Volume 121, Issue 6, June 2007
Index of content:
- ARCHITECTURAL ACOUSTICS 
121(2007); http://dx.doi.org/10.1121/1.2734482View Description Hide Description
This paper proposes an alternative displacement formulation of Biot’s linear model for poroelastic materials. Its advantage is a simplification of the formalism without making any additional assumptions. The main difference between the method proposed in this paper and the original one is the choice of the generalized coordinates. In the present approach, the generalized coordinates are chosen in order to simplify the expression of the strain energy, which is expressed as the sum of two decoupled terms. Hence, new equations of motion are obtained whose elastic forces are decoupled. The simplification of the formalism is extended to Biot and Willis thought experiments, and simpler expressions of the parameters of the three Biot waves are also provided. A rigorous derivation of equivalent and limp models is then proposed. It is finally shown that, for the particular case of sound-absorbing materials, additional simplifications of the formalism can be obtained.
121(2007); http://dx.doi.org/10.1121/1.2730623View Description Hide Description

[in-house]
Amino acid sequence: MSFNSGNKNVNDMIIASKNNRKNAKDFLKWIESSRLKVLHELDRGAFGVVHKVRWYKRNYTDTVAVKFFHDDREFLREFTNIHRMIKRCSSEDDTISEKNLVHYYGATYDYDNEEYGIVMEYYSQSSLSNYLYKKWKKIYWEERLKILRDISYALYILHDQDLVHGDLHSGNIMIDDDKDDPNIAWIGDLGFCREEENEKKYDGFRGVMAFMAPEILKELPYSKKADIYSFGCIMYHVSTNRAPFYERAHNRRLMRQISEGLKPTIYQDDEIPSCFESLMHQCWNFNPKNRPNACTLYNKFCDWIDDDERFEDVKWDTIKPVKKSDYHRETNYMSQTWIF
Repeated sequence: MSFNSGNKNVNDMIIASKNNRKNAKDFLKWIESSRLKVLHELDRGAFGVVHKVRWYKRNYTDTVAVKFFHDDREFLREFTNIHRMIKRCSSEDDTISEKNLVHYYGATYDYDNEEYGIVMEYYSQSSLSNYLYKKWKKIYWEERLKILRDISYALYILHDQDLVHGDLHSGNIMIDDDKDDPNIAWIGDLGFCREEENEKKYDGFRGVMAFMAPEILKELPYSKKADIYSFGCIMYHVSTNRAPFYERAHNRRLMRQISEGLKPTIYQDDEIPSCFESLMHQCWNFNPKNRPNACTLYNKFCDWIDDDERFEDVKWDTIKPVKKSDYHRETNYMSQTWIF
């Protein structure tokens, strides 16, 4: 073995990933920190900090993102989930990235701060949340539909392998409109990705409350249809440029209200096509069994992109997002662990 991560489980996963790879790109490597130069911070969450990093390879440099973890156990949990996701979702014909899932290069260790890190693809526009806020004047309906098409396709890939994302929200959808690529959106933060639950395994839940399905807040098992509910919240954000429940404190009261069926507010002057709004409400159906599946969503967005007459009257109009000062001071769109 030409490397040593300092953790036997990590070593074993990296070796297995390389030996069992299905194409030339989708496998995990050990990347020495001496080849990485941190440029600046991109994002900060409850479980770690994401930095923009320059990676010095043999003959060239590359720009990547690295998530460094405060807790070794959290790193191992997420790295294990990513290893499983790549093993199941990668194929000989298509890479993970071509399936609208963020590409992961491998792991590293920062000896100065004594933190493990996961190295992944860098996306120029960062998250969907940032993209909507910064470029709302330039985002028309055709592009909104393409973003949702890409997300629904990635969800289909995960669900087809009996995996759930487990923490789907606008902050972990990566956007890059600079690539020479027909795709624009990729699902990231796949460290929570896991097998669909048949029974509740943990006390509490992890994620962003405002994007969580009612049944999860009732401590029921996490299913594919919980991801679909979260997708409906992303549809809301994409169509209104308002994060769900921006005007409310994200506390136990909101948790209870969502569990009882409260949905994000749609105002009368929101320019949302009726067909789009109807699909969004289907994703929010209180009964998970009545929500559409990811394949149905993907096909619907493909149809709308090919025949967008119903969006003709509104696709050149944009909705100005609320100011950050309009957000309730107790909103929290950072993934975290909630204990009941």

Reinforcing speech levels and controlling noise and reverberation are the ultimate acoustical goals of lecture-room design to achieve high speech intelligibility. The effects of sound absorption on these factors have opposite consequences for speech intelligibility. Here, novel ceiling baffles and reflectors were evaluated as a sound-control measure, using computer and 1/8-scale models of a lecture room with hard surfaces and excessive reverberation. Parallel ceiling baffles running front to back were investigated. They were expected to absorb reverberation incident on the ceiling from many angles, while leaving speech signals, reflecting from the ceiling to the back of the room, unaffected. Various baffle spacings and absorptions, central and side speaker positions, and receiver positions throughout the room, were considered. Reflective baffles controlled reverberation, with a minimum decrease of sound levels. Absorptive baffles reduced reverberation, but reduced speech levels significantly. Ceiling reflectors, in the form of obstacles of semicircular cross section, suspended below the ceiling, were also tested. These were either long and in parallel, front-to-back lines, or long and randomly distributed, with flat side up or down, and reflective or absorptive top surfaces. The long reflectors with flat side down and no absorption were somewhat effective; the other configurations were not.